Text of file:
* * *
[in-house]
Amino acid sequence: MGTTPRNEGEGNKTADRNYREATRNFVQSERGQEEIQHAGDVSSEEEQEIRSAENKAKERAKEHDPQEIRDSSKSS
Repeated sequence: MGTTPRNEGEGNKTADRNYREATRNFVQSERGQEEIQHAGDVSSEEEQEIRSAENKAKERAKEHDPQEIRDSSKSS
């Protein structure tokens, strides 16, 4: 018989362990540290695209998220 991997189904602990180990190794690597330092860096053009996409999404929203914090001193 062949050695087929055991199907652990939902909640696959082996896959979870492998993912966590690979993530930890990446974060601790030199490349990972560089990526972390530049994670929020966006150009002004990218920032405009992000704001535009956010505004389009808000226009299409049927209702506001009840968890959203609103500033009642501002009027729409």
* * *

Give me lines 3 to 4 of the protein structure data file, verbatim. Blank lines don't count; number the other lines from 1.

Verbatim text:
Repeated sequence: MGTTPRNEGEGNKTADRNYREATRNFVQSERGQEEIQHAGDVSSEEEQEIRSAENKAKERAKEHDPQEIRDSSKSS
């Protein structure tokens, strides 16, 4: 018989362990540290695209998220 991997189904602990180990190794690597330092860096053009996409999404929203914090001193 062949050695087929055991199907652990939902909640696959082996896959979870492998993912966590690979993530930890990446974060601790030199490349990972560089990526972390530049994670929020966006150009002004990218920032405009992000704001535009956010505004389009808000226009299409049927209702506001009840968890959203609103500033009642501002009027729409």